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Mortise. Tenon. Router?

*** This post is courtesy of Tom Iovino of Tom’s Workbench ***

The mortise and tenon joint is timeless. Classic. Functional. And, not as difficult to cut as you might imagine.


Oh, sure, if you have never cut one before, you might be scared senseless to start. I mean, don’t you need a shop full of fancy, expensive jigs and unitasking machines?  Think about Norm Abram of the New Yankee Workshop. He cut mortises with special fixtures for his drill press or his dedicated hollow chisel mortiser. And, he had his special table saw jig that cut tenons on boards standing on their ends.  If you build a lot of projects with numerous mortises and tenons, this is a good way to go. These tools offer a great deal of flexibility and convenience when cranking out these joints all day.  But, I would contest that you have one of the best mortise AND tenon cutting systems in your plunge router. Equipped with the right kind of bit, these babies can crank out tight-fitting joinery with little effort.

For mortising, I like to equip my router with an up-spiral bit. Those bits resemble drill bits, with flutes that can eject sawdust from the joint you are excavating, giving you smooth walled mortises of a consistent width and depth.  There are many ways you can go about guiding your router to give you the desired results.  Here are just a few:

With a template. If you rout a slot in a piece of MDF or plywood at a width that can accept a router bushing, it will guide your router as you cut away. I usually cut a 3/4″ slot to accept a like-sized bushing, then use a 1/2″, 3/8” or 1/4″ bit to cut the appropriately sized mortise.

With a center-finding guide. Special base plates with carefully aligned bearings automatically center your bit on the work piece, locating the mortise in the ideal location for maximum strength.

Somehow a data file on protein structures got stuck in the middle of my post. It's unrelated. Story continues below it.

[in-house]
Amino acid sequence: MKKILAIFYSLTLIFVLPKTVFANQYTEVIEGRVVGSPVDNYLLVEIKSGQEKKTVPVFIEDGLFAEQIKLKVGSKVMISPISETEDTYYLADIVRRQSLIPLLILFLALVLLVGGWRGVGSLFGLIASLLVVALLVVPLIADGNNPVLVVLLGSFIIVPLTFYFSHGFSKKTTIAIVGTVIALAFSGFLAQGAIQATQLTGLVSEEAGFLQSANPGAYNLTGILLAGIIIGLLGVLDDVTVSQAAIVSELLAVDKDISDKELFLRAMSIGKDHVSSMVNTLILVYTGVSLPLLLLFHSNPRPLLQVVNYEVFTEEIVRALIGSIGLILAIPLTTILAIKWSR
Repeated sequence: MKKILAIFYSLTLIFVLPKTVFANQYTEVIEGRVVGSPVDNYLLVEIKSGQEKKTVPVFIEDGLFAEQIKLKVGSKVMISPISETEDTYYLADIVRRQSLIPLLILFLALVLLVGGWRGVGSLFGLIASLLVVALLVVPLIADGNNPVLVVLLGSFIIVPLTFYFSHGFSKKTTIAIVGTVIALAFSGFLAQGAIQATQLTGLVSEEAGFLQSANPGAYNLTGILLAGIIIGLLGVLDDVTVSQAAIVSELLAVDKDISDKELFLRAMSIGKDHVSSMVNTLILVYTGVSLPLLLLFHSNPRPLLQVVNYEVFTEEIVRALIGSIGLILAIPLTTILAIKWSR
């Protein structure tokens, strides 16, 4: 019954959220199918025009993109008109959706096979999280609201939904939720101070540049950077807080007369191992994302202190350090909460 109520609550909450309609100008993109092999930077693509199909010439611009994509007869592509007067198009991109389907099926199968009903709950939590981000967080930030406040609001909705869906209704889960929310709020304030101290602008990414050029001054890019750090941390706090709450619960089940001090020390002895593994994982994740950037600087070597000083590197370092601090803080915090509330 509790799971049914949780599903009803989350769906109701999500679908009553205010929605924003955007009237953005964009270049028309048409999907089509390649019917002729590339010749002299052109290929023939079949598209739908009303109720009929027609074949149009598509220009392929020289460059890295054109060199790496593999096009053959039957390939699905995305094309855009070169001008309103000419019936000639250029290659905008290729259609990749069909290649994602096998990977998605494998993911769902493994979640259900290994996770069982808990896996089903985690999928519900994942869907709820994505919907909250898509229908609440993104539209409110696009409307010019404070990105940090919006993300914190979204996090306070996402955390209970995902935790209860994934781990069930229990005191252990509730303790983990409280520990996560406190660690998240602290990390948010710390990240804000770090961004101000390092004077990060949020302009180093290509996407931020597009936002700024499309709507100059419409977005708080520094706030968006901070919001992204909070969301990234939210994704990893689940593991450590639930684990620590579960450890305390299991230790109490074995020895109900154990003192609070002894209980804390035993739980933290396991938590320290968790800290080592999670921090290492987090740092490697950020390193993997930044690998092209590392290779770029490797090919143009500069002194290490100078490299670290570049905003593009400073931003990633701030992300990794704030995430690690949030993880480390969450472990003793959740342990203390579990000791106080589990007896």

With your edge guide. By using your edge guide, you can carefully place the bit anywhere along the piece, giving maximum adjustability.

With a table mounted router. Flip your router into a router table, adjust the fence to place the mortise where you want it and lower the work onto the bit and using stop blocks to control the final length of the mortise.

The tenon can be made just as easily with your router. You could cut it on a router table by pushing your work past a straight cutting bit, which is certainly a viable option.  However, once I tried a four-faced tenon cutting jig – WOW.  That has become my favorite way to cut tenons. Fast, accurate and repeatable.

Tom and his Tenoning Jig

The jig is very simple to build – it has a flat top piece with a window cut into the top for the router to plunge through. There is also a vertical fin that gets dadoed into the bottom of this top piece. And, finally, there’s a fence that the board you are routing sits against.

Tom's Jig with a board, ready to go

Set the depth on a rabbeting bit, and start the router. The length of the tenon is set by the plunge depth of the router, and the depth of cut is set by the guide bearing at the bottom of the bit.  Jim McCleary of Proven Woodworking has an outstanding page featuring plans for the jig and videos of how it works.

Yes, the mortise and tenon is a great joint. And, now that you know how to cut both parts with your plunge router, what are you waiting for? Get out there and build!

*** Specials thanks to Tom Iovino, a true Shop Monkey,  for this post.  He will be providing posts on a monthly basis for Eagle America, check back again soon. ***

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